The tension between renewables and wild land is difficult to resolve. I am not in favour of increasing the separation distance to a blanket 2.5km. It is important to consider proposals case by case. The right separation in one site will be different in another. The planning system is good at being flexible like that but it must get much better at listening and reacting to community concerns. The Planning Democracy briefing for today has some good suggestions that I strongly urge the minister to consider.
Energy companies made clear their concerns that use of the wild land map would constrain the development of onshore renewable energy. I believe that we need to protect our wildest landscapes from inappropriate development and I do not understand why hill tracks, for example, which can scar landscapes, do not require planning permission. It would be appropriate for the NPF to refer to protecting the wildest land to make it clear that those characteristics can be considered when big developments are being determined, but I do not support the SNH map creating a blanket assumption against turbine development. Wild land is not always biodiverse—a point that RSPB Scotland makes in its briefing. We know that mountain habitats are at dire risk from climate change. The best way to protect biodiverse habitats is to decarbonise.
As colleagues have mentioned, the most effective way to resolve tensions there is to maintain public support for renewables. There is good support at the moment, but if benefits from a “renewables revolution” are not shared equitably between communities and public and private interests, that good will will disappear. Community and public ownership is the best way to build and maintain public support. Energy companies and the Government should be looking to develop large-scale community and public ownership models to ensure that those benefits really are shared.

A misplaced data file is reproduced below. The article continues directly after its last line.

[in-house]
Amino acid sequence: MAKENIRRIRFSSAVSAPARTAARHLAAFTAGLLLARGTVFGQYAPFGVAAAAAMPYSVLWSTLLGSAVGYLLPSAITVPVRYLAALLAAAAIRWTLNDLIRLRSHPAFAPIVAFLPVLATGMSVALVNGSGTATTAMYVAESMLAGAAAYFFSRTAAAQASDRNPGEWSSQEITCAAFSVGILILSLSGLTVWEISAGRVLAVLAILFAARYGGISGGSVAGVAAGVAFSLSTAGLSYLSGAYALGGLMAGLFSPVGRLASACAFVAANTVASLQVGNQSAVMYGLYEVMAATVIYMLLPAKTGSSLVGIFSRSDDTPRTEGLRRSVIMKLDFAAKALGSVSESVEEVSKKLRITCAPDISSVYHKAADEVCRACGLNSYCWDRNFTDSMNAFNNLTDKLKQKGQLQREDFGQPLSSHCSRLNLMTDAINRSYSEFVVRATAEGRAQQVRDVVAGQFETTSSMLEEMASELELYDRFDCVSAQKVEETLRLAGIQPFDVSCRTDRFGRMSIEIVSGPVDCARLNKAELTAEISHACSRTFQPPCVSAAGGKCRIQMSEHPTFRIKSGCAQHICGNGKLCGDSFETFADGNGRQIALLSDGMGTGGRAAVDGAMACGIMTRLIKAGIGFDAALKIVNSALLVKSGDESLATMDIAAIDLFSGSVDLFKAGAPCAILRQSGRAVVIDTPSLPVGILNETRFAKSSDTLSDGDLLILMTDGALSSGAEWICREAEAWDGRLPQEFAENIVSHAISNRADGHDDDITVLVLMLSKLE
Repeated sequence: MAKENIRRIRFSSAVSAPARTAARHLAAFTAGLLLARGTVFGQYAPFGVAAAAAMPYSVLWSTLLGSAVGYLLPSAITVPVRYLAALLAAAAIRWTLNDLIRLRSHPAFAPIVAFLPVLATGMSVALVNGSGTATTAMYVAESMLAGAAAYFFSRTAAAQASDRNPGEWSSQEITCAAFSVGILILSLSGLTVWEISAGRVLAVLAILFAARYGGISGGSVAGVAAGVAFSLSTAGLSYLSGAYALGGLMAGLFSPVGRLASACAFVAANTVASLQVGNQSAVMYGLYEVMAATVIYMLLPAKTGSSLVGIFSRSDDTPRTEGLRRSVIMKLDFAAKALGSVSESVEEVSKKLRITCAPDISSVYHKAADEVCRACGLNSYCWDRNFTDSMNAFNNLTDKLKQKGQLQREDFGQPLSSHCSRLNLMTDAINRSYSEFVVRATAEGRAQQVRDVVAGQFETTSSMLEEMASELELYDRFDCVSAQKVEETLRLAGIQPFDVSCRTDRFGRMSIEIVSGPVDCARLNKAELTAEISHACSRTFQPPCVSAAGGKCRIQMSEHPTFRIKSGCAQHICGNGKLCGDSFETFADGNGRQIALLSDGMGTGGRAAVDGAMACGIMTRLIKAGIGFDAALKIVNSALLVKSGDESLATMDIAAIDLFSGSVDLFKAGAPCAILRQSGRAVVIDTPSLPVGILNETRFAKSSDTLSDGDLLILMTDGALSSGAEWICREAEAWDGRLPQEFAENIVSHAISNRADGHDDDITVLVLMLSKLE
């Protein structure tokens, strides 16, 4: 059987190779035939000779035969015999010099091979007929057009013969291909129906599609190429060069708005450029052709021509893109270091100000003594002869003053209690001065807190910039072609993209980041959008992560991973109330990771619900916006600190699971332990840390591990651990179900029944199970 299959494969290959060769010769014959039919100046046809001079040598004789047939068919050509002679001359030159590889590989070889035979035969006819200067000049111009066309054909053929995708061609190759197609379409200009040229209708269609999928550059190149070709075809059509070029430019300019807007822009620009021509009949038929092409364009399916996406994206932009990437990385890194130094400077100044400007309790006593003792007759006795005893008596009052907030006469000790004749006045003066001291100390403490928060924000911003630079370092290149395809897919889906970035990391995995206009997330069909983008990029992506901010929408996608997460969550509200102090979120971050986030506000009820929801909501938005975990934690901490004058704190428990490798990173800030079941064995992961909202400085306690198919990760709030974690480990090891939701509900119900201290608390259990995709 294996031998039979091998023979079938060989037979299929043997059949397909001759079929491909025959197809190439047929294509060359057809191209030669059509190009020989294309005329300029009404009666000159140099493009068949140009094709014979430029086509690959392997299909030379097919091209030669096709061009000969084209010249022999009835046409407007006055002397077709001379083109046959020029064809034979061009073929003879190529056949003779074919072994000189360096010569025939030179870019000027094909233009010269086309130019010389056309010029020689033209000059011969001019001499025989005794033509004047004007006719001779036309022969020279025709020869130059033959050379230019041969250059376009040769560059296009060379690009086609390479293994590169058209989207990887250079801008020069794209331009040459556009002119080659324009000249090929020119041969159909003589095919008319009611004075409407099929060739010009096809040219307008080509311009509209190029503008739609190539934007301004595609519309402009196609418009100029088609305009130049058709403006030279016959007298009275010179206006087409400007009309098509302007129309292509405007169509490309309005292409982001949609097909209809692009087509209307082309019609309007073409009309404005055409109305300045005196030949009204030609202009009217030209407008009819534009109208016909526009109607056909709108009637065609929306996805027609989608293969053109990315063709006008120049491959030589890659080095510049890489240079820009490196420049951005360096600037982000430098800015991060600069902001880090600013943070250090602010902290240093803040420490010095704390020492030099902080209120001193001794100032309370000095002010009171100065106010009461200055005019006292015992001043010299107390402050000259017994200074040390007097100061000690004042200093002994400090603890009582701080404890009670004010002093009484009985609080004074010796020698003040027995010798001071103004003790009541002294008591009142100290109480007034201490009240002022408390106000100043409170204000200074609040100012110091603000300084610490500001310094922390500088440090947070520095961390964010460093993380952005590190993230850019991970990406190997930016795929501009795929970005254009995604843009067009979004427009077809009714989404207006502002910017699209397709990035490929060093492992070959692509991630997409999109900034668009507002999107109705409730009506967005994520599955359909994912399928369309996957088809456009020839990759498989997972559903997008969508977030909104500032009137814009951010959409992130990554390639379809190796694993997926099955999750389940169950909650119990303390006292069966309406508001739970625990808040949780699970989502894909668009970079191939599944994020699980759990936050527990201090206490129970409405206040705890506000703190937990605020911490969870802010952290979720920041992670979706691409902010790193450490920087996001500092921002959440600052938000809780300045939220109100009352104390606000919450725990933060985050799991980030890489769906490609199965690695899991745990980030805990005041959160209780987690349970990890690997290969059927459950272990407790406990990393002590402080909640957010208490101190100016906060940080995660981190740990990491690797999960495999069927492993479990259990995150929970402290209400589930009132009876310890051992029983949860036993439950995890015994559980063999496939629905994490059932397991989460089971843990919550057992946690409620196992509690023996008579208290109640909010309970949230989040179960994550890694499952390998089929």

The RSPB highlights the importance of the NPF and the SPP when it comes to meeting our climate change targets and the fact that the NPF contains several proposals that would increase climate change emissions. I therefore endorse RSPB Scotland’s request that the Government clarifies how those will not result in increased emissions. I would be grateful if the minister would address that point later this afternoon. I acknowledge Sarah Boyack’s comments on bringing things together. Will the RPP have to address the increased emissions brought about by the NPF?
If we want to prevent the worst impacts of climate change, it is time to move to a truly low-carbon economy. We already have more than enough unburnable fossil fuels. I am surprised that a Government that introduced, rightly, such challenging climate change targets has not yet ruled out unconventional gas extraction. I urge it do so.
I concur with the Rural Affairs, Climate Change and Environment Committee’s recommendation that the period for parliamentary scrutiny be extended to 90 days and welcome its view that sustainable development should underpin NPF3.